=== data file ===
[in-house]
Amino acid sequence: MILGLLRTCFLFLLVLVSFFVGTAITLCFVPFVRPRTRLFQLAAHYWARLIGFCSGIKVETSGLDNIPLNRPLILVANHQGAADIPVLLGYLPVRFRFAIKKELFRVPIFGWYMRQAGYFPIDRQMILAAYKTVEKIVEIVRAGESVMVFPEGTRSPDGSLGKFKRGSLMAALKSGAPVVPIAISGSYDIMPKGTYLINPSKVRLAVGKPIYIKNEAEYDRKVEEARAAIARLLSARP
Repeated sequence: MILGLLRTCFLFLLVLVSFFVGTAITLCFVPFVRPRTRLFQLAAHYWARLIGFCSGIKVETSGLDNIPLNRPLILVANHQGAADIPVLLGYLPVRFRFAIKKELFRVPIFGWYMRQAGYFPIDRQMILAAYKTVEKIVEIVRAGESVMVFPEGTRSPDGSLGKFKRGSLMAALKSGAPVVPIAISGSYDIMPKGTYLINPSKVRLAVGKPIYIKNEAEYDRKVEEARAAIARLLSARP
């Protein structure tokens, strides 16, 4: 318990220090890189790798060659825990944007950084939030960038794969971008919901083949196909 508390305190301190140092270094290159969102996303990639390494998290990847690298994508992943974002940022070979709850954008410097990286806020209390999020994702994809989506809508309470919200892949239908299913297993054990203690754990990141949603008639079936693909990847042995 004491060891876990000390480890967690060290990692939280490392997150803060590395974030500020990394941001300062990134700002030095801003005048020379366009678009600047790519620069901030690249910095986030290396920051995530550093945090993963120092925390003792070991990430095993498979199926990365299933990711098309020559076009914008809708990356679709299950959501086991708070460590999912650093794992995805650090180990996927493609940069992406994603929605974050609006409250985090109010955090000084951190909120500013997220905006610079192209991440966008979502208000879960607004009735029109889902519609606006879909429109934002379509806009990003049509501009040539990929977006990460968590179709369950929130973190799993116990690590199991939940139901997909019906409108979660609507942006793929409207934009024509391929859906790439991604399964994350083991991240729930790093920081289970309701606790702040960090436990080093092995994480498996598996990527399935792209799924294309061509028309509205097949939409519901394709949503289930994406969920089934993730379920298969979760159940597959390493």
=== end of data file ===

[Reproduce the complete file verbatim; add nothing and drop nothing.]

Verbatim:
[in-house]
Amino acid sequence: MILGLLRTCFLFLLVLVSFFVGTAITLCFVPFVRPRTRLFQLAAHYWARLIGFCSGIKVETSGLDNIPLNRPLILVANHQGAADIPVLLGYLPVRFRFAIKKELFRVPIFGWYMRQAGYFPIDRQMILAAYKTVEKIVEIVRAGESVMVFPEGTRSPDGSLGKFKRGSLMAALKSGAPVVPIAISGSYDIMPKGTYLINPSKVRLAVGKPIYIKNEAEYDRKVEEARAAIARLLSARP
Repeated sequence: MILGLLRTCFLFLLVLVSFFVGTAITLCFVPFVRPRTRLFQLAAHYWARLIGFCSGIKVETSGLDNIPLNRPLILVANHQGAADIPVLLGYLPVRFRFAIKKELFRVPIFGWYMRQAGYFPIDRQMILAAYKTVEKIVEIVRAGESVMVFPEGTRSPDGSLGKFKRGSLMAALKSGAPVVPIAISGSYDIMPKGTYLINPSKVRLAVGKPIYIKNEAEYDRKVEEARAAIARLLSARP
């Protein structure tokens, strides 16, 4: 318990220090890189790798060659825990944007950084939030960038794969971008919901083949196909 508390305190301190140092270094290159969102996303990639390494998290990847690298994508992943974002940022070979709850954008410097990286806020209390999020994702994809989506809508309470919200892949239908299913297993054990203690754990990141949603008639079936693909990847042995 004491060891876990000390480890967690060290990692939280490392997150803060590395974030500020990394941001300062990134700002030095801003005048020379366009678009600047790519620069901030690249910095986030290396920051995530550093945090993963120092925390003792070991990430095993498979199926990365299933990711098309020559076009914008809708990356679709299950959501086991708070460590999912650093794992995805650090180990996927493609940069992406994603929605974050609006409250985090109010955090000084951190909120500013997220905006610079192209991440966008979502208000879960607004009735029109889902519609606006879909429109934002379509806009990003049509501009040539990929977006990460968590179709369950929130973190799993116990690590199991939940139901997909019906409108979660609507942006793929409207934009024509391929859906790439991604399964994350083991991240729930790093920081289970309701606790702040960090436990080093092995994480498996598996990527399935792209799924294309061509028309509205097949939409519901394709949503289930994406969920089934993730379920298969979760159940597959390493």